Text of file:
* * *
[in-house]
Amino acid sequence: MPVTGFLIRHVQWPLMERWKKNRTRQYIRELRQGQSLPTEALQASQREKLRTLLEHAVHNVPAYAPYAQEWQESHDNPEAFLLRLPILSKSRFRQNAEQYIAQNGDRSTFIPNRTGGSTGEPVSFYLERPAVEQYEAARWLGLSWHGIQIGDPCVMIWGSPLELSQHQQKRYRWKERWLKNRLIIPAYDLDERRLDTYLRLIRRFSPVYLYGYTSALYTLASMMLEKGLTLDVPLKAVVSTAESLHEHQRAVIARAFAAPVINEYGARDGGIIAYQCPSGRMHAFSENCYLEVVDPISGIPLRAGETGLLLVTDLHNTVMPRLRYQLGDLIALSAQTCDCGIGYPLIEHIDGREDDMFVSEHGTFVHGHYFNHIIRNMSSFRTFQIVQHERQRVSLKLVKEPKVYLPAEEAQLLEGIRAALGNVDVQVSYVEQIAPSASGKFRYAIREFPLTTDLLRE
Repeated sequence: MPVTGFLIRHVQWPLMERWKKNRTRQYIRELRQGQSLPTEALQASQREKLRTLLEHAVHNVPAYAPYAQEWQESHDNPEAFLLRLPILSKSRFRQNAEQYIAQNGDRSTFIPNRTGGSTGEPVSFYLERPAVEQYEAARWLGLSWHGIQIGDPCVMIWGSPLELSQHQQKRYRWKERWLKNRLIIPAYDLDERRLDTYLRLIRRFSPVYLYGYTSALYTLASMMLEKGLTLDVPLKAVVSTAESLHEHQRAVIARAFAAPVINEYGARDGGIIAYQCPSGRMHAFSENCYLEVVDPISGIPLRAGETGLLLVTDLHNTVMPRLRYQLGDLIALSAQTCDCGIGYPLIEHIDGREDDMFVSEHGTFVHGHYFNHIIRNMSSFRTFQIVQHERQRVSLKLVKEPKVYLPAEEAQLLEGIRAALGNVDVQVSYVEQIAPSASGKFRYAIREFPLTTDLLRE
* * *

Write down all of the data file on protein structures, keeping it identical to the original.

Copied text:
[in-house]
Amino acid sequence: MPVTGFLIRHVQWPLMERWKKNRTRQYIRELRQGQSLPTEALQASQREKLRTLLEHAVHNVPAYAPYAQEWQESHDNPEAFLLRLPILSKSRFRQNAEQYIAQNGDRSTFIPNRTGGSTGEPVSFYLERPAVEQYEAARWLGLSWHGIQIGDPCVMIWGSPLELSQHQQKRYRWKERWLKNRLIIPAYDLDERRLDTYLRLIRRFSPVYLYGYTSALYTLASMMLEKGLTLDVPLKAVVSTAESLHEHQRAVIARAFAAPVINEYGARDGGIIAYQCPSGRMHAFSENCYLEVVDPISGIPLRAGETGLLLVTDLHNTVMPRLRYQLGDLIALSAQTCDCGIGYPLIEHIDGREDDMFVSEHGTFVHGHYFNHIIRNMSSFRTFQIVQHERQRVSLKLVKEPKVYLPAEEAQLLEGIRAALGNVDVQVSYVEQIAPSASGKFRYAIREFPLTTDLLRE
Repeated sequence: MPVTGFLIRHVQWPLMERWKKNRTRQYIRELRQGQSLPTEALQASQREKLRTLLEHAVHNVPAYAPYAQEWQESHDNPEAFLLRLPILSKSRFRQNAEQYIAQNGDRSTFIPNRTGGSTGEPVSFYLERPAVEQYEAARWLGLSWHGIQIGDPCVMIWGSPLELSQHQQKRYRWKERWLKNRLIIPAYDLDERRLDTYLRLIRRFSPVYLYGYTSALYTLASMMLEKGLTLDVPLKAVVSTAESLHEHQRAVIARAFAAPVINEYGARDGGIIAYQCPSGRMHAFSENCYLEVVDPISGIPLRAGETGLLLVTDLHNTVMPRLRYQLGDLIALSAQTCDCGIGYPLIEHIDGREDDMFVSEHGTFVHGHYFNHIIRNMSSFRTFQIVQHERQRVSLKLVKEPKVYLPAEEAQLLEGIRAALGNVDVQVSYVEQIAPSASGKFRYAIREFPLTTDLLRE